Lymphomas are cancers of the lymphoid cells in the body. Cancer of the lymphoid tissue can be treated using anticancer drugs, radiation or bone marrow transplantation therapy. The likelihood of the cancer being curable depends on its type, its stage and its grade.
Pathology and types
Lymphoma is a form of blood cancer but, unlike leukemia, originates in the lymph nodes rather than the bone marrow.
Lymphoma forms around 5% of all cancers in the United States and nearly half of all the blood cancers. Lymphoma is the fifth most common cancer in the United Kingdom and the most common cancer to occur under the age of 30.
There are many types of lymphoma but they are broadly categorized as Hodgkin's lymphoma and non-Hodgkin's lymphoma.
Thomas Hodgkin first described lymphoma in 1832. In 1982, the Working formulation was introduced which listed 16 lymphomas that were not Hodgkin's lymphoma. However, due to the dissimilarity between these non-Hodgkin's lymphomas (NHL), this NHL category is of little help to physicians and is gradually being abandoned.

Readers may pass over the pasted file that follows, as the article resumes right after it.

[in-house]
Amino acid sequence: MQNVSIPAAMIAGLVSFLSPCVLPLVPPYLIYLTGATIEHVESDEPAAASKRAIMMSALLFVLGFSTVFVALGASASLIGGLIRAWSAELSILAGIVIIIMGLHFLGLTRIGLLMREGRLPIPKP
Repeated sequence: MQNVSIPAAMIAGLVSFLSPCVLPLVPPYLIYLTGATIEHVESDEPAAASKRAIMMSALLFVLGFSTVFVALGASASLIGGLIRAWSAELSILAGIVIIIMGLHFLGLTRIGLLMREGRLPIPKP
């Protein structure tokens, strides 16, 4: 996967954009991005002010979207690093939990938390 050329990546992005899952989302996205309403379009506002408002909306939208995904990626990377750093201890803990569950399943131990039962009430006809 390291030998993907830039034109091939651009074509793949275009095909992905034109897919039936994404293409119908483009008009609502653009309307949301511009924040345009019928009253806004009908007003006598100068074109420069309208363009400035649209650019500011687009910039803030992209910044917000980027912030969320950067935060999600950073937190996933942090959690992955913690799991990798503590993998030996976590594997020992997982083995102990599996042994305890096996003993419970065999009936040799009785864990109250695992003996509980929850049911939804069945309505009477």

In 2008, the World Health Organization (WHO) introduced the latest classification system for these lymphomas which now lists 70 different forms which are broadly categorized into four groups. This classification system is based on the Revised European-American Lymphoma (REAL) classification system which divides the lymphomas according to cell type and cell characteristics.
The four classes outlined by WHO include:
- Mature B cell neoplasia including diseases such as chronic lymphocytic leukemia, plasma cell cancers and urkitt lymphomas.
- Mature T cell and natural killer (NK) cell neoplasia such as adult T cell leukemia/lymphoma, T cell prolymphocytic leukemia and primary cutaneous CD30-positive T cell lymphoproliferative disorders.
- Hodgkin lymphomas
- Immunodeficiency-associated lymphoproliferative disorders such as those associated with HIV AIDS, chemotherapy or radiotherapy.
Reviewed by Sally Robertson, BSc